Each new year brings with it an opportunity to sit back and think about what you are doing and what you might like to do differently in the coming months or years. This applies to all aspects of a business but never more than to the technology needs which are integral to all businesses.
There are several things to consider as you look back at 2016 and look forward in these early months of 2017.
Business Data Hijacking is a constant threat
Unfortunately there is a class of criminal in this world that thinks it is ok to attack other's data in order to make a buck. These criminals transcend borders and launch their attacks wherever they find a vulnerability. A while back I read an article that explained how a network of malware sponsors made their money. It explained that it was really a matter of numbers with them distributing millions of emails to get a few successful hits. Each of these few hits might only yield a small return but when done on a massive, worldwide scale there is significant money to be gained. With the growth of Ransomware another even more insidious enemy to data security now continues to grow. Putting a rigorous data security routine within your business is a must and it has to provide real time end point data backup and security to fight off these threats and provide the means for rapid recovery in the event you feel the brunt of an attack.
Subscription Based Software and Services Continues to Grow
Instead of making a one time purchase to empower your operations there is a growing trend to acquire the capabilities needed through subcription services. A good example is the hosting and distribution of this blog and the Leppert website. It uses a platform called Hubspot to manage, hold and serve up the pieces needed to empower this work. One of the key features of subscription services is the ability to acquire upgraded tools, software and capabilities often for the same amount you have been previously paying. This trend can apply to many other products and services beyond software. It is possible to rent the use of hardware, server space, server software and all sorts of other subscription based tools which might be needed in your business. Think of something like an automatically renewing lease which is output based rather than for a single piece of physical product. These models permit more flexibility, ability to gear up resources quickly and perhaps deal with seasonal volume fluctuations cost effectively.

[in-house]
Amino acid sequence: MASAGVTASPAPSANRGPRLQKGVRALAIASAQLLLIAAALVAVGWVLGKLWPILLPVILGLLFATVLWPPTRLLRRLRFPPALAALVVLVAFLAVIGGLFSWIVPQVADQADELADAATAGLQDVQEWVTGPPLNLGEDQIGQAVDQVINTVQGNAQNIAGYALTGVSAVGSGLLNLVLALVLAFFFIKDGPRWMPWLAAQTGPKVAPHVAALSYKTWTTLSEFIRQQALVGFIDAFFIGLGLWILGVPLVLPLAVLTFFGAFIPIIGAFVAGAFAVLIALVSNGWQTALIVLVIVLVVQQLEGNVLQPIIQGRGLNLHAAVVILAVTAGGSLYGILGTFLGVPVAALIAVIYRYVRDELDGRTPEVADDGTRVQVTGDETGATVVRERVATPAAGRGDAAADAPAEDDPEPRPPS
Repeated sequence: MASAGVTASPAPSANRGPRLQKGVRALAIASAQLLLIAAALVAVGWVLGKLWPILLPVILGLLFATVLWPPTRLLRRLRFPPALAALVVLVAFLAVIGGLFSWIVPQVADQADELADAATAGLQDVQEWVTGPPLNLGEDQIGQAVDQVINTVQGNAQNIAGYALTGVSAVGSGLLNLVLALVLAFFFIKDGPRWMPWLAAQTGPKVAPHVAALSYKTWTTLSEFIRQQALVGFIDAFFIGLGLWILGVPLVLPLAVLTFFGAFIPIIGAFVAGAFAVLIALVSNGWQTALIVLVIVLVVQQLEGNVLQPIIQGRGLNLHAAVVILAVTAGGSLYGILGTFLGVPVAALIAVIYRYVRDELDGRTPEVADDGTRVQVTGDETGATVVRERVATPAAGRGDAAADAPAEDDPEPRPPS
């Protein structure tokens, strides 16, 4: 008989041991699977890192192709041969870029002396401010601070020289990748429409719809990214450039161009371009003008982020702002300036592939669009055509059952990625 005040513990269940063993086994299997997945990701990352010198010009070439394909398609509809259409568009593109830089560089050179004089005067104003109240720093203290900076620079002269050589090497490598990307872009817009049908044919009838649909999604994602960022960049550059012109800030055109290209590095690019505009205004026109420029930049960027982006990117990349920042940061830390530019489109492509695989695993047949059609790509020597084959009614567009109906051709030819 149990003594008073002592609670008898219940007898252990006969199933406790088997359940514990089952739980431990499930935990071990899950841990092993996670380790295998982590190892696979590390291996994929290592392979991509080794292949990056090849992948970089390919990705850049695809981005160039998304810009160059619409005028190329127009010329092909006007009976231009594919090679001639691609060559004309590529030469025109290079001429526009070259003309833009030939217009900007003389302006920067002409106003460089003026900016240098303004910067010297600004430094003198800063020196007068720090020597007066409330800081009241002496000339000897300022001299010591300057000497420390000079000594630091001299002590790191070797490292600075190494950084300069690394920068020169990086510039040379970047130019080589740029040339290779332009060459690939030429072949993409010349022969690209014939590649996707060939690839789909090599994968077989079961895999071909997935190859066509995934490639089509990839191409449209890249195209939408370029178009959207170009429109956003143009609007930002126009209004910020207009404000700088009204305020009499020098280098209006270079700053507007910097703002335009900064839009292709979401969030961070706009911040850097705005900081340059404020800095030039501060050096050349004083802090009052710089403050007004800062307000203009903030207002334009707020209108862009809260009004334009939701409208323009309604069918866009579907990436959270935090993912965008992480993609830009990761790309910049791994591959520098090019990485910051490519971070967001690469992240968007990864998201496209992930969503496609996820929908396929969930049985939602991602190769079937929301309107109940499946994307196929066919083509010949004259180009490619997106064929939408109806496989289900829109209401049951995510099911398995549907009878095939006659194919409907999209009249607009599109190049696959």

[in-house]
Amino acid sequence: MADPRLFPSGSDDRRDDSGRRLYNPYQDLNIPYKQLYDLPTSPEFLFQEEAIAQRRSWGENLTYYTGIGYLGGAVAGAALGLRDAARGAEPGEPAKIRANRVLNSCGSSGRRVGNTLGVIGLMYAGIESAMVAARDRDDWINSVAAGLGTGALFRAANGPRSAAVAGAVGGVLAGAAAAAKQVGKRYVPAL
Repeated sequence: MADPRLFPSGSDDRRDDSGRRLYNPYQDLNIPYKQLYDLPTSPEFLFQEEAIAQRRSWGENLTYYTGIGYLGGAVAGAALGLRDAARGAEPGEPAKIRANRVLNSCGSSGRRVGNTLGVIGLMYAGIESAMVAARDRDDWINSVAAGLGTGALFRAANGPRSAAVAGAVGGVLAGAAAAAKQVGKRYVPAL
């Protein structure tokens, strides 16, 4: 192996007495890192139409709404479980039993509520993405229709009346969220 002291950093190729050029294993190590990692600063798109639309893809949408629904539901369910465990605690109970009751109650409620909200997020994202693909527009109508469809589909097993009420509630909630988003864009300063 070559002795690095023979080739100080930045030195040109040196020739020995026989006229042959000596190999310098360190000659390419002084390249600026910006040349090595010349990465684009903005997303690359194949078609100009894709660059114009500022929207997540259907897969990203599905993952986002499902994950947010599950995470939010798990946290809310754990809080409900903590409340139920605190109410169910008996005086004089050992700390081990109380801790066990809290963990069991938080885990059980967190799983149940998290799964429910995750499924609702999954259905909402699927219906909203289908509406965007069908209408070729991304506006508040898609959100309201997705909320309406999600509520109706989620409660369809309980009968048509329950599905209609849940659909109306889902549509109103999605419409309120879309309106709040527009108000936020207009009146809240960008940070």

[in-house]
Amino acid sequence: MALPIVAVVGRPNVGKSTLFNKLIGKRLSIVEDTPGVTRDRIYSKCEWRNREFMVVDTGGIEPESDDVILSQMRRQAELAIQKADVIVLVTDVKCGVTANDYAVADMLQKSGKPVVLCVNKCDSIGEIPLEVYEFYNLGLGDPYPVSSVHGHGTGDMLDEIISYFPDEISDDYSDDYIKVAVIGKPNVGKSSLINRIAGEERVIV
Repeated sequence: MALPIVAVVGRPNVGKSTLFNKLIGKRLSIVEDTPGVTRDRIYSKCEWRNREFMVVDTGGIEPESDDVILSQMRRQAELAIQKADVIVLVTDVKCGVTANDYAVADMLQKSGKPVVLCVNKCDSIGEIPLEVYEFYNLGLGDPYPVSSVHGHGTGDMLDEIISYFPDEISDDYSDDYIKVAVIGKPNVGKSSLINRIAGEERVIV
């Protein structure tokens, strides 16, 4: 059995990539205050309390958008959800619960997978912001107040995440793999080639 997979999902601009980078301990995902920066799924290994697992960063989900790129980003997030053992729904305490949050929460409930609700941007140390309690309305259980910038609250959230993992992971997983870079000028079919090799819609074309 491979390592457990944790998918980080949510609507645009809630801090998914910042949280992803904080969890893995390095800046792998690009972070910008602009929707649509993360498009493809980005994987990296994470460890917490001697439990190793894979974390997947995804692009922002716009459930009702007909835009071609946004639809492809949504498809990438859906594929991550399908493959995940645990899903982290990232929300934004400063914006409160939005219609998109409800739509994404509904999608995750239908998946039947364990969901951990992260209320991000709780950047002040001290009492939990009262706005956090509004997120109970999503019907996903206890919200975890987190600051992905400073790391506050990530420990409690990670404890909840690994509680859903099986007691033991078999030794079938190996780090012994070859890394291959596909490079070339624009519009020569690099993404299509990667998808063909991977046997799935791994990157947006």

Greater knowledge of risks, especially with cloud environments
While the move to the cloud has brought substantial benefit to businesses and at times can be seen to why the growth mentioned above in subscription services it has also brought a need to think carefully about how you access and distribute information. Encrypted communications, secured access using robust protocols, understanding geographic locational constraints are all components of seeking out the right cloud solutions for your business. It may also have an big impact on decisions for not putting some of your operations in the cloud but understanding that backup requirements may be complicated by such a decision.
Understanding data management on a micro and macro scale
Every business develops massive amounts of data about customer, installations, suppliers and others. The more interactive your business the more data you will develop. Designing and understanding a comprehensive data management strategy will become increasingly more critical. Part of this need will be driven by the ability to make better business decisions based upon analysis of the data you collect but also part will be driven by legislative constraints placed upon you as it relates to third party data you may have. Understanding how and when to use data is becoming a critical business need which crosses all industries.
Taking some time to assess how these and other trends are affecting your industry and your customers will help you better plan how to deploy your assets or gain new ones to enhance your response. This is time well spent to help avoid getting caught but unplanned costs.